Getting a tattoo in the middle of her back stung more than Sonya Goins had expected.
“To disconnect from the pain, I closed my eyes and went to my happy place,” said Goins, 53, of Plymouth.
Last month, Goins spent 2½ hours in that happy place, calling up memories of her best friend, Diane Wick — camping trips, their ongoing search for the best Bloody Mary in the Twin Cities, a visit to Vegas that was more about sampling buffets than doubling down.
“On paper, we were opposite,” Goins said. “She was from a farm, and I grew up in urban areas; she was Republican, and I’m a Democrat; she’s white, and I’m black.”
Still, they developed a deep and lasting friendship. “We met while we were both getting divorced. For almost 20 years, we raised our kids together like family.”
Then, Wick died in a motorcycle crash in 2014.
“Diane was cremated, so there’s no place for me to go,” Goins said. “I wanted her with me wherever I am.”
That’s why, two years later, Goins got a tattoo to honor her friend. It features an eagle holding a banner with the motorcyclist’s motto “Live to Ride, Ride to Live.” Underneath the tattoo reads, “R.I.P. Diane.”
While an estimated 50 million Americans are inked, a growing number of them are getting so-called memorial or RIP tattoos. Using initials, dates, quotes, song lyrics or images identified with a loved one, such tattoos are the modern-day equivalent of wearing black — they are a mark of grief.
“Memorial tattoos serve many functions. One is public acknowledgment of loss,” said Theresa Winge, a professor at Michigan State University who studied memorial tattoos for her book “Body Style.”
“In my research, many people found the tattoo beneficial in the process of moving forward while still holding onto the one they lost,” she said. “Many expressed guilt for continuing to live after the loss. The memorial tattoo keeps their loved ones with them and frees them from that feeling.”
At Dinkytown Tattoo in Minneapolis, owner Dan Peace employs seven artists, including one who specializes in realistic portraits, which are often used in tributes. Peace himself often inks friends who choose identical memorial tattoos.
“When someone in a close group of friends passes, they all come in and get the same tattoo at the same time,” he said. “It’s something special between them and it holds them together. They seem to feel better when they leave.”
Savoring the symbolism
Michelle Jarvie became a grief expert the hard way.
She had been married just 13 months when her husband, James Davis, was killed in a traffic accident. She was 23.
“I was angry and sad and felt so hollow, but in time I found that it was healing for me to use my experience to reach out to other people,” she said.
Jarvie went on to facilitate grief groups, write for blogs that offer guidance to the bereaved and wrote a self-help guide, “Then and Now: Changed Perspectives of a Young Widow.”
During their short marriage, Jarvie’s husband had her name tattooed on his arm and she had his initials inked on her upper thigh. On the third anniversary of his death, she added to the tattoo, encircling the “JLD” with two pink roses, like the ones she carried at their wedding.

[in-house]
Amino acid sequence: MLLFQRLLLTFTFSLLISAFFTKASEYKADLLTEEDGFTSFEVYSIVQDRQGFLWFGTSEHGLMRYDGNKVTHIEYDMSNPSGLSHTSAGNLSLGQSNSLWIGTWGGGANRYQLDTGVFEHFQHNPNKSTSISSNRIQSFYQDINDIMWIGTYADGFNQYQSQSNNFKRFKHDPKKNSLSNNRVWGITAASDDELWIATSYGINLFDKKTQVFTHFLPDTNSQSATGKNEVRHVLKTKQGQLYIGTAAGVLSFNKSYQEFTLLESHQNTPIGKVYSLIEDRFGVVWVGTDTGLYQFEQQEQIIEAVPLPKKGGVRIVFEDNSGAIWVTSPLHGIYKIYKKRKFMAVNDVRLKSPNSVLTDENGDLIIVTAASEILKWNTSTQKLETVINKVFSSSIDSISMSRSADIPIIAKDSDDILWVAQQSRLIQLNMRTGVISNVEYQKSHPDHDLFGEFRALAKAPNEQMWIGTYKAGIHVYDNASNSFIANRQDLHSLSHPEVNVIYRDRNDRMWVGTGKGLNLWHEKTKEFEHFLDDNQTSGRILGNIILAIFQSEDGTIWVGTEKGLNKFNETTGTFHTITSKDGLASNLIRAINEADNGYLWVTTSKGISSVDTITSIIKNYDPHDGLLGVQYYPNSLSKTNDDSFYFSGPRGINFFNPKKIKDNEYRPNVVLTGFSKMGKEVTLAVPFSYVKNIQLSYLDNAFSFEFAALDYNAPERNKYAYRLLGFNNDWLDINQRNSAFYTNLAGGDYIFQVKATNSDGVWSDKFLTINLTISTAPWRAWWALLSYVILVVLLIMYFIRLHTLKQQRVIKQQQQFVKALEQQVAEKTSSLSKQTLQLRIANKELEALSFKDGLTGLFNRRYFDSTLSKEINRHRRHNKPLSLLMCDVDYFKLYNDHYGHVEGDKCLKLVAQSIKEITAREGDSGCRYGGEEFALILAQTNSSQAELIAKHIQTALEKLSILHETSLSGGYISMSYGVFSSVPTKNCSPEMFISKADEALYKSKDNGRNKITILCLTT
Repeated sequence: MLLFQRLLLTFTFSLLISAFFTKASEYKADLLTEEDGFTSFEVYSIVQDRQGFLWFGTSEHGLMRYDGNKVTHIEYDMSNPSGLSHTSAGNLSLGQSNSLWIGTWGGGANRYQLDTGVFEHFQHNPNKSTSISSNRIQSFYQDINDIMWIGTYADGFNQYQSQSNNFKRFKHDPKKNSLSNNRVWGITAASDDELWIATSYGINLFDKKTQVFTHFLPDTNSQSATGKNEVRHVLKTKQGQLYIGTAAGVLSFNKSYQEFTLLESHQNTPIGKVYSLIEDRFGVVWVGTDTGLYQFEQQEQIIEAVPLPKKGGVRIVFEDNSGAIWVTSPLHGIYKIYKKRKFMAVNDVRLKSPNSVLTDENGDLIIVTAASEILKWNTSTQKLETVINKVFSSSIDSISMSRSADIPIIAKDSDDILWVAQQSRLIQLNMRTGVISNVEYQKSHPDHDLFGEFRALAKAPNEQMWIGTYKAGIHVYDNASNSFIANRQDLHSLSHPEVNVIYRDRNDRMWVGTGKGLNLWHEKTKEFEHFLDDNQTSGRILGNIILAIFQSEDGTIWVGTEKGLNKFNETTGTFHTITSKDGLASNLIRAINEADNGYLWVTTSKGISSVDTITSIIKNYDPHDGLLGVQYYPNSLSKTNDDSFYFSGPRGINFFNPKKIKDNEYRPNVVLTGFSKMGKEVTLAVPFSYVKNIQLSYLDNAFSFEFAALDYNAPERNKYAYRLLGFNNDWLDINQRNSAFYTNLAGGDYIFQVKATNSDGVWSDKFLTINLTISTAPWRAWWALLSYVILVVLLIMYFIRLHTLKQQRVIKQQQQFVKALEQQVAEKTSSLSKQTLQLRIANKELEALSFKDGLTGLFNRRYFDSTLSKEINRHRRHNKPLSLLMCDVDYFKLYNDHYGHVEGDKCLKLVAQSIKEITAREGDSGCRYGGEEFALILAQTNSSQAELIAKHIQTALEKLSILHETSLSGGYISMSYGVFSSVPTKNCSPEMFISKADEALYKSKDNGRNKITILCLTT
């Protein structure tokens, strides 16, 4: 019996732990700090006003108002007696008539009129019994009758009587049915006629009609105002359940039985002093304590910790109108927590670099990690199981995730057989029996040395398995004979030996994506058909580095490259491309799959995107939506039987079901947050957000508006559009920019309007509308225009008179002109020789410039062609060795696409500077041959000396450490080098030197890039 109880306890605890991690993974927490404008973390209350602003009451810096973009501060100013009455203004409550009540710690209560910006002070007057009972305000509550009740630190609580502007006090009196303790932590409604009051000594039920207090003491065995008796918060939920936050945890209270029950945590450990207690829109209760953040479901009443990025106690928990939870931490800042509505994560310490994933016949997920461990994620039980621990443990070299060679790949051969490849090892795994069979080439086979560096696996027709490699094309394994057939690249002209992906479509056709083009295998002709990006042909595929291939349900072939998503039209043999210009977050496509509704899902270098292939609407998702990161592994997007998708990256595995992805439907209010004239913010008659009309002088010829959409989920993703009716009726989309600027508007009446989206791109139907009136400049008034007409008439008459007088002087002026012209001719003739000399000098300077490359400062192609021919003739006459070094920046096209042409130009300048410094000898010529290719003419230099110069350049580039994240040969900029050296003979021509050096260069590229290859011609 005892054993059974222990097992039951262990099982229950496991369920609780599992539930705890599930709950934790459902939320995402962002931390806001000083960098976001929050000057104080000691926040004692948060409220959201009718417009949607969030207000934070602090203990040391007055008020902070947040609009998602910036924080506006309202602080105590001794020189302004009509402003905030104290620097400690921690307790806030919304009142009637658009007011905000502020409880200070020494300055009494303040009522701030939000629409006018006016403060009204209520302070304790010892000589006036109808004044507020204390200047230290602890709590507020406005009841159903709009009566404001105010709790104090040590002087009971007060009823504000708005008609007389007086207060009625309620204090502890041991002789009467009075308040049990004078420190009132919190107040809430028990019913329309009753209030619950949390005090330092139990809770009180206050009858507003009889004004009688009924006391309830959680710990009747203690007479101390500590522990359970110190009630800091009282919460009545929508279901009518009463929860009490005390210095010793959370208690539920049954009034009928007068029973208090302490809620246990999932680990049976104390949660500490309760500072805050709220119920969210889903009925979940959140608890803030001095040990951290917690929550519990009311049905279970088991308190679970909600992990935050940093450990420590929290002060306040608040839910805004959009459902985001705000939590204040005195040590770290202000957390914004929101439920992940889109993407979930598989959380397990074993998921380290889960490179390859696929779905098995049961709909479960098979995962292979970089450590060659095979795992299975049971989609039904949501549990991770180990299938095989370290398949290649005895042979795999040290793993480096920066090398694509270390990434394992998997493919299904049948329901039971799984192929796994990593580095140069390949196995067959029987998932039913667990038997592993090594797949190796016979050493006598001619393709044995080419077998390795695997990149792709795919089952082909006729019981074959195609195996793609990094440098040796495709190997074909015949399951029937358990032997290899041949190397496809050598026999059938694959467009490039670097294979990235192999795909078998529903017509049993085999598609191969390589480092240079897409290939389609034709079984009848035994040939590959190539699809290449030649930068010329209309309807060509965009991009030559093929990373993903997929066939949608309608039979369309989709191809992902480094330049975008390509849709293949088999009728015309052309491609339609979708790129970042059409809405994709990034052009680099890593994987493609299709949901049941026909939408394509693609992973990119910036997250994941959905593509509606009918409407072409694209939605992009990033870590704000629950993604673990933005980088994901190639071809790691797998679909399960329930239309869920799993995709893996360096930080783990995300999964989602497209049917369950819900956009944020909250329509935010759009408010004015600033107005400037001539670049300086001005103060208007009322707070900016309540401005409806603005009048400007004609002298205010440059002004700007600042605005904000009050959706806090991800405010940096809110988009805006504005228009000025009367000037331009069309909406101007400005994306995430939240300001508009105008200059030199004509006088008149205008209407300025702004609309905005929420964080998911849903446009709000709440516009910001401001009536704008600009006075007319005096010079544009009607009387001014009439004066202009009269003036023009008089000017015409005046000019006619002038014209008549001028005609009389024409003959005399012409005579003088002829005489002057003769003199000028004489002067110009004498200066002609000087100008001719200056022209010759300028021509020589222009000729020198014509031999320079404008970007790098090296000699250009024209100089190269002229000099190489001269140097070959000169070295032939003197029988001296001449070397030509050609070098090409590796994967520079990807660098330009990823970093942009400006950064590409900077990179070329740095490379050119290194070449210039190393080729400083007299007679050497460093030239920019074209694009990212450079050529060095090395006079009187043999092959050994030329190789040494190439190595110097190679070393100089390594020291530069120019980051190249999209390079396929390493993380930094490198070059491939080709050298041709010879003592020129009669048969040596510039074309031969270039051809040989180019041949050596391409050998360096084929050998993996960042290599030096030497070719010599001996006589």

“One is in bloom for the life we had together. The other is just beginning to blossom, to show myself there was hope,” she said. “It honored the past and inspired me in the present.”
Now 31, Jarvie is remarried and the mother of a young daughter. Still, she continues to be comforted by that symbolism, which is as much a part of her tattoo as the ink.
Many of the people she’s counseled have found value in choosing an outer expression of their inner pain.
“These are tangible reminders,” she said of memorial tattoos. “They allow people to talk about their bonds and their losses. We move forward, but we don’t want to forget.”
Consideration and timing
But not every tattoo provides solace to its wearer.
“Memorial tattoos are the No. 1 kind that I remove; I take off more of them than [tattoos of] wedding rings,” said Nick Settich, a technician at Renewal Laser Clinic in south Minneapolis. “Grief drives people to do irrational things.”
Many of the tributes that Settich erases were chosen by young adults when they were barely old enough to get inked legally.
“When a 19-year-old’s grandfather dies, it’s the most traumatic experience of their life,” he said. “ By the time they’re 27, they’ve lost three more. They don’t want to be reminded of the grief.”
Settich advises against inking angel wings, tombstones and prominently displayed death dates, images he’s often asked to remove.
“They should think about what they loved about that person and how to represent them with images that have personal meaning,” he said. “Someone who had a grandmother who taught them to knit might get a tattoo of a ball of yarn.”
Settich and others also say that timing is important when considering a memorial that will continue to provide comfort.
“Right after a significant loss, people are in a state of shock and intense emotion,” said licensed psychologist Molly Ruggles, clinical supervisor at the Center for Grief, Loss and Transition in St. Paul. “That’s not a good time to make permanent decisions.”
She added, “It’s hard to sit with feelings of loss and loneliness, so it’s natural to want to take action to cope. People should give themselves time to let things settle.”
Goins spent more than two years contemplating her memorial tattoo. And although her grief is no longer fresh, she is not over her loss.
“The last time I talked to her, I said, ‘I love you, girl,’ and I’m so glad we had that conversation. I have a lot of friends, but I’ll never have a friend like Diane,” Goins said. “She is in my heart, and now she’s on my back.”
Kevyn Burger is a Minneapolis-based freelance broadcaster and writer.